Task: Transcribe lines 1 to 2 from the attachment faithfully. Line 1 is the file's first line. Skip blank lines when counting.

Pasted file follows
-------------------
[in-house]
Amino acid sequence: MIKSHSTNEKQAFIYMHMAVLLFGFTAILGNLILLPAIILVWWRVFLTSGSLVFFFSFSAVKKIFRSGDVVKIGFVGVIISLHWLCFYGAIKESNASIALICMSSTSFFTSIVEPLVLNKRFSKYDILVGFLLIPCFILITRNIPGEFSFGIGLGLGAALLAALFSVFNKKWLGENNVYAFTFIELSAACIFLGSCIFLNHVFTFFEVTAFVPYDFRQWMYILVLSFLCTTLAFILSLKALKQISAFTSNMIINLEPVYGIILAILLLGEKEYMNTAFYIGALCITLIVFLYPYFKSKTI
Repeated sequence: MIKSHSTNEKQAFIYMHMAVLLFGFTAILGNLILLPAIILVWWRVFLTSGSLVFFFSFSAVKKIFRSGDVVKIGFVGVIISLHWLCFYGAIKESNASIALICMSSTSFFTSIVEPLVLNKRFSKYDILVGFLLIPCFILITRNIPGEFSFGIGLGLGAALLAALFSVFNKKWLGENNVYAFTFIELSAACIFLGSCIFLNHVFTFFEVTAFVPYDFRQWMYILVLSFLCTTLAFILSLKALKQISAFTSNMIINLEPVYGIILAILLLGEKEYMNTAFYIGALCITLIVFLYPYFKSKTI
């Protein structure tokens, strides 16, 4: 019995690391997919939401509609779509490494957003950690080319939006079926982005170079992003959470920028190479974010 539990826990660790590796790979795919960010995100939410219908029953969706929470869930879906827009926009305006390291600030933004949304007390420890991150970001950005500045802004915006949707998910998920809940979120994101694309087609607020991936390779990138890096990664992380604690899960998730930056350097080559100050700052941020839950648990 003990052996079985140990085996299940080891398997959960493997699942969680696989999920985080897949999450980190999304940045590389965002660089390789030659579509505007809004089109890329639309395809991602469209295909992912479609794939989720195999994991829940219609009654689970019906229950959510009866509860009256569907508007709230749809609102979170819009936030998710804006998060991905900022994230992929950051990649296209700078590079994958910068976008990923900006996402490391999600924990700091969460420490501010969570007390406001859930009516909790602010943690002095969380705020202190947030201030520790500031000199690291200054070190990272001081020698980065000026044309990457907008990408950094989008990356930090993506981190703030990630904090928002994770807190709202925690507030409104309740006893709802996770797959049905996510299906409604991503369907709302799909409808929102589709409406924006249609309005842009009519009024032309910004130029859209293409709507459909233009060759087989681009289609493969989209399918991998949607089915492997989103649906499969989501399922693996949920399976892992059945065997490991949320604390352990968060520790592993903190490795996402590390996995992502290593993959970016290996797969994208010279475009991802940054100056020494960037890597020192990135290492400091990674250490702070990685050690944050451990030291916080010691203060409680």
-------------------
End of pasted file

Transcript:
[in-house]
Amino acid sequence: MIKSHSTNEKQAFIYMHMAVLLFGFTAILGNLILLPAIILVWWRVFLTSGSLVFFFSFSAVKKIFRSGDVVKIGFVGVIISLHWLCFYGAIKESNASIALICMSSTSFFTSIVEPLVLNKRFSKYDILVGFLLIPCFILITRNIPGEFSFGIGLGLGAALLAALFSVFNKKWLGENNVYAFTFIELSAACIFLGSCIFLNHVFTFFEVTAFVPYDFRQWMYILVLSFLCTTLAFILSLKALKQISAFTSNMIINLEPVYGIILAILLLGEKEYMNTAFYIGALCITLIVFLYPYFKSKTI